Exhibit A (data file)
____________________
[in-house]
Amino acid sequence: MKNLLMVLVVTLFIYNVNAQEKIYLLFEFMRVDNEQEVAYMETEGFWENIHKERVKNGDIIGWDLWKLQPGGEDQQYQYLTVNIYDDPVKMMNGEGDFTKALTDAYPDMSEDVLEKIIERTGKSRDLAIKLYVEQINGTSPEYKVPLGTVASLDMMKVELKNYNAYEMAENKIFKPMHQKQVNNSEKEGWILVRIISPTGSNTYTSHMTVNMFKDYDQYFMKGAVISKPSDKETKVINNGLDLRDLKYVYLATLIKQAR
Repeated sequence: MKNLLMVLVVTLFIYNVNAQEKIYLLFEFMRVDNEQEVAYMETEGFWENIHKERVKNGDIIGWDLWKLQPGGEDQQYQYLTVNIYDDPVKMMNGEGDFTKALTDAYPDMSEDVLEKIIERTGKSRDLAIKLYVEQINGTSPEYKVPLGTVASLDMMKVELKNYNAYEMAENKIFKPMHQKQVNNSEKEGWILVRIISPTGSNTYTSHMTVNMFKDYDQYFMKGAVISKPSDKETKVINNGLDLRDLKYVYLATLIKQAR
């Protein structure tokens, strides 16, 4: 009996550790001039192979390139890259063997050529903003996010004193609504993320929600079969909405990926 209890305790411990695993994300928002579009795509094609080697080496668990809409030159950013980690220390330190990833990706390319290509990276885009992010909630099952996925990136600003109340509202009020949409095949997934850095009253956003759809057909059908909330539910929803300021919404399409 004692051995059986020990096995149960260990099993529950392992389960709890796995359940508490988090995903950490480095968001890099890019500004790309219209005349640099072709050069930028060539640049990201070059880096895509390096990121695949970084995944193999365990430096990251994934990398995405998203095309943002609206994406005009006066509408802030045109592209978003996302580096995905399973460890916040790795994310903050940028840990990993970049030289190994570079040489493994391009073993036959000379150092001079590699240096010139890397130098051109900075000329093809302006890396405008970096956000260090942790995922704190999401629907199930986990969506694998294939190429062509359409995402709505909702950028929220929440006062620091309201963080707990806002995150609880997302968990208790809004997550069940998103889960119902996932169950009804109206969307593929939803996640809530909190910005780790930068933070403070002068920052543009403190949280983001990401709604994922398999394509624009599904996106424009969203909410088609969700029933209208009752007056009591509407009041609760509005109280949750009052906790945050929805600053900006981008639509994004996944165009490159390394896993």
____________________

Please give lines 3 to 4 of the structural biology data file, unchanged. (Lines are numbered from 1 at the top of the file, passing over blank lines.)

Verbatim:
Repeated sequence: MKNLLMVLVVTLFIYNVNAQEKIYLLFEFMRVDNEQEVAYMETEGFWENIHKERVKNGDIIGWDLWKLQPGGEDQQYQYLTVNIYDDPVKMMNGEGDFTKALTDAYPDMSEDVLEKIIERTGKSRDLAIKLYVEQINGTSPEYKVPLGTVASLDMMKVELKNYNAYEMAENKIFKPMHQKQVNNSEKEGWILVRIISPTGSNTYTSHMTVNMFKDYDQYFMKGAVISKPSDKETKVINNGLDLRDLKYVYLATLIKQAR
């Protein structure tokens, strides 16, 4: 009996550790001039192979390139890259063997050529903003996010004193609504993320929600079969909405990926 209890305790411990695993994300928002579009795509094609080697080496668990809409030159950013980690220390330190990833990706390319290509990276885009992010909630099952996925990136600003109340509202009020949409095949997934850095009253956003759809057909059908909330539910929803300021919404399409 004692051995059986020990096995149960260990099993529950392992389960709890796995359940508490988090995903950490480095968001890099890019500004790309219209005349640099072709050069930028060539640049990201070059880096895509390096990121695949970084995944193999365990430096990251994934990398995405998203095309943002609206994406005009006066509408802030045109592209978003996302580096995905399973460890916040790795994310903050940028840990990993970049030289190994570079040489493994391009073993036959000379150092001079590699240096010139890397130098051109900075000329093809302006890396405008970096956000260090942790995922704190999401629907199930986990969506694998294939190429062509359409995402709505909702950028929220929440006062620091309201963080707990806002995150609880997302968990208790809004997550069940998103889960119902996932169950009804109206969307593929939803996640809530909190910005780790930068933070403070002068920052543009403190949280983001990401709604994922398999394509624009599904996106424009969203909410088609969700029933209208009752007056009591509407009041609760509005109280949750009052906790945050929805600053900006981008639509994004996944165009490159390394896993």